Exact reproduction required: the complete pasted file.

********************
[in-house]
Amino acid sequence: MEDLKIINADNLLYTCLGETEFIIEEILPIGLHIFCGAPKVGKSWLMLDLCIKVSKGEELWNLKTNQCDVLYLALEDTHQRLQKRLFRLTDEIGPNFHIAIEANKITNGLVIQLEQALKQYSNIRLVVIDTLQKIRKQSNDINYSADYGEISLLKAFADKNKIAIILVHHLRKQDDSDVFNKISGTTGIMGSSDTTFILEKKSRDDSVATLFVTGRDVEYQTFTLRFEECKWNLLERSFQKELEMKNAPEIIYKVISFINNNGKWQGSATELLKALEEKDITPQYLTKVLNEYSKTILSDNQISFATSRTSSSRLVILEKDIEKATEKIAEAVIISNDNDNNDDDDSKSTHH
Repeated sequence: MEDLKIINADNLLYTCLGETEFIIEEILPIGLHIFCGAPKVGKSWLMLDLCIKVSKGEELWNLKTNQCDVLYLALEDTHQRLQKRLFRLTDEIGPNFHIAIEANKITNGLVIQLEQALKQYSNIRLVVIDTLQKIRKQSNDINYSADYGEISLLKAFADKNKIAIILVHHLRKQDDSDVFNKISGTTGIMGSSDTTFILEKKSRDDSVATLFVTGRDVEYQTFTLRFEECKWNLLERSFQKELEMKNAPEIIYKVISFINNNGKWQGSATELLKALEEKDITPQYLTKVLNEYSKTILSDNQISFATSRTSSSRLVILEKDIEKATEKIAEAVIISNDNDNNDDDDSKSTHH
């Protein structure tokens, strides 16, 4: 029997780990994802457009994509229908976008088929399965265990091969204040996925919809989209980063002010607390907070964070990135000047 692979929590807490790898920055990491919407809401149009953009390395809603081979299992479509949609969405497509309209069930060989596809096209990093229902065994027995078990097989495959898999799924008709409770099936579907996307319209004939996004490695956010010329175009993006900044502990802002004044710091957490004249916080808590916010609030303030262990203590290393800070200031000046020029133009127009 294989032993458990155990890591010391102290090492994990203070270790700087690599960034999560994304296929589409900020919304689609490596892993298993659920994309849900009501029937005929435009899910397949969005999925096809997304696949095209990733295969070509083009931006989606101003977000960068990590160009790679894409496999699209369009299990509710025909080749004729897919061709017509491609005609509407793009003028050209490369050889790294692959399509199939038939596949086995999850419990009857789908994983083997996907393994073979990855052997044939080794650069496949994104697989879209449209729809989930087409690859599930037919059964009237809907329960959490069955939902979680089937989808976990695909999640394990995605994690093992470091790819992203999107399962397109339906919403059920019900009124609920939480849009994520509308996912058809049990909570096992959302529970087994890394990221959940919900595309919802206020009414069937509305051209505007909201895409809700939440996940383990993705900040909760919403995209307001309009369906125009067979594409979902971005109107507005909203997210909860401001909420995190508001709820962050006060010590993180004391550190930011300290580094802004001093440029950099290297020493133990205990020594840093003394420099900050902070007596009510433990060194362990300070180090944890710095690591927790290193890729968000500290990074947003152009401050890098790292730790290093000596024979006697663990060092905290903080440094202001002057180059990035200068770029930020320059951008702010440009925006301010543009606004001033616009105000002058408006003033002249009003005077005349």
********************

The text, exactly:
[in-house]
Amino acid sequence: MEDLKIINADNLLYTCLGETEFIIEEILPIGLHIFCGAPKVGKSWLMLDLCIKVSKGEELWNLKTNQCDVLYLALEDTHQRLQKRLFRLTDEIGPNFHIAIEANKITNGLVIQLEQALKQYSNIRLVVIDTLQKIRKQSNDINYSADYGEISLLKAFADKNKIAIILVHHLRKQDDSDVFNKISGTTGIMGSSDTTFILEKKSRDDSVATLFVTGRDVEYQTFTLRFEECKWNLLERSFQKELEMKNAPEIIYKVISFINNNGKWQGSATELLKALEEKDITPQYLTKVLNEYSKTILSDNQISFATSRTSSSRLVILEKDIEKATEKIAEAVIISNDNDNNDDDDSKSTHH
Repeated sequence: MEDLKIINADNLLYTCLGETEFIIEEILPIGLHIFCGAPKVGKSWLMLDLCIKVSKGEELWNLKTNQCDVLYLALEDTHQRLQKRLFRLTDEIGPNFHIAIEANKITNGLVIQLEQALKQYSNIRLVVIDTLQKIRKQSNDINYSADYGEISLLKAFADKNKIAIILVHHLRKQDDSDVFNKISGTTGIMGSSDTTFILEKKSRDDSVATLFVTGRDVEYQTFTLRFEECKWNLLERSFQKELEMKNAPEIIYKVISFINNNGKWQGSATELLKALEEKDITPQYLTKVLNEYSKTILSDNQISFATSRTSSSRLVILEKDIEKATEKIAEAVIISNDNDNNDDDDSKSTHH
């Protein structure tokens, strides 16, 4: 029997780990994802457009994509229908976008088929399965265990091969204040996925919809989209980063002010607390907070964070990135000047 692979929590807490790898920055990491919407809401149009953009390395809603081979299992479509949609969405497509309209069930060989596809096209990093229902065994027995078990097989495959898999799924008709409770099936579907996307319209004939996004490695956010010329175009993006900044502990802002004044710091957490004249916080808590916010609030303030262990203590290393800070200031000046020029133009127009 294989032993458990155990890591010391102290090492994990203070270790700087690599960034999560994304296929589409900020919304689609490596892993298993659920994309849900009501029937005929435009899910397949969005999925096809997304696949095209990733295969070509083009931006989606101003977000960068990590160009790679894409496999699209369009299990509710025909080749004729897919061709017509491609005609509407793009003028050209490369050889790294692959399509199939038939596949086995999850419990009857789908994983083997996907393994073979990855052997044939080794650069496949994104697989879209449209729809989930087409690859599930037919059964009237809907329960959490069955939902979680089937989808976990695909999640394990995605994690093992470091790819992203999107399962397109339906919403059920019900009124609920939480849009994520509308996912058809049990909570096992959302529970087994890394990221959940919900595309919802206020009414069937509305051209505007909201895409809700939440996940383990993705900040909760919403995209307001309009369906125009067979594409979902971005109107507005909203997210909860401001909420995190508001709820962050006060010590993180004391550190930011300290580094802004001093440029950099290297020493133990205990020594840093003394420099900050902070007596009510433990060194362990300070180090944890710095690591927790290193890729968000500290990074947003152009401050890098790292730790290093000596024979006697663990060092905290903080440094202001002057180059990035200068770029930020320059951008702010440009925006301010543009606004001033616009105000002058408006003033002249009003005077005349």